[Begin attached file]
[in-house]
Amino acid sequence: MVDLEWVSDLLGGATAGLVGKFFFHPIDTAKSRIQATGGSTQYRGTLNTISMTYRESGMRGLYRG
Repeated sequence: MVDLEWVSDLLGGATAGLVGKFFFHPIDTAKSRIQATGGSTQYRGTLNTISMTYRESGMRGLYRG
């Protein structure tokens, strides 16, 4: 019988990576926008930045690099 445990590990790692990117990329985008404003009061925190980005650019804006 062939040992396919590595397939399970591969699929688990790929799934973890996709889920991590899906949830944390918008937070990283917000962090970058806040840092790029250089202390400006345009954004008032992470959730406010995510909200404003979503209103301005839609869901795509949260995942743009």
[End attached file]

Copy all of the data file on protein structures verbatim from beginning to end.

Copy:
[in-house]
Amino acid sequence: MVDLEWVSDLLGGATAGLVGKFFFHPIDTAKSRIQATGGSTQYRGTLNTISMTYRESGMRGLYRG
Repeated sequence: MVDLEWVSDLLGGATAGLVGKFFFHPIDTAKSRIQATGGSTQYRGTLNTISMTYRESGMRGLYRG
């Protein structure tokens, strides 16, 4: 019988990576926008930045690099 445990590990790692990117990329985008404003009061925190980005650019804006 062939040992396919590595397939399970591969699929688990790929799934973890996709889920991590899906949830944390918008937070990283917000962090970058806040840092790029250089202390400006345009954004008032992470959730406010995510909200404003979503209103301005839609869901795509949260995942743009």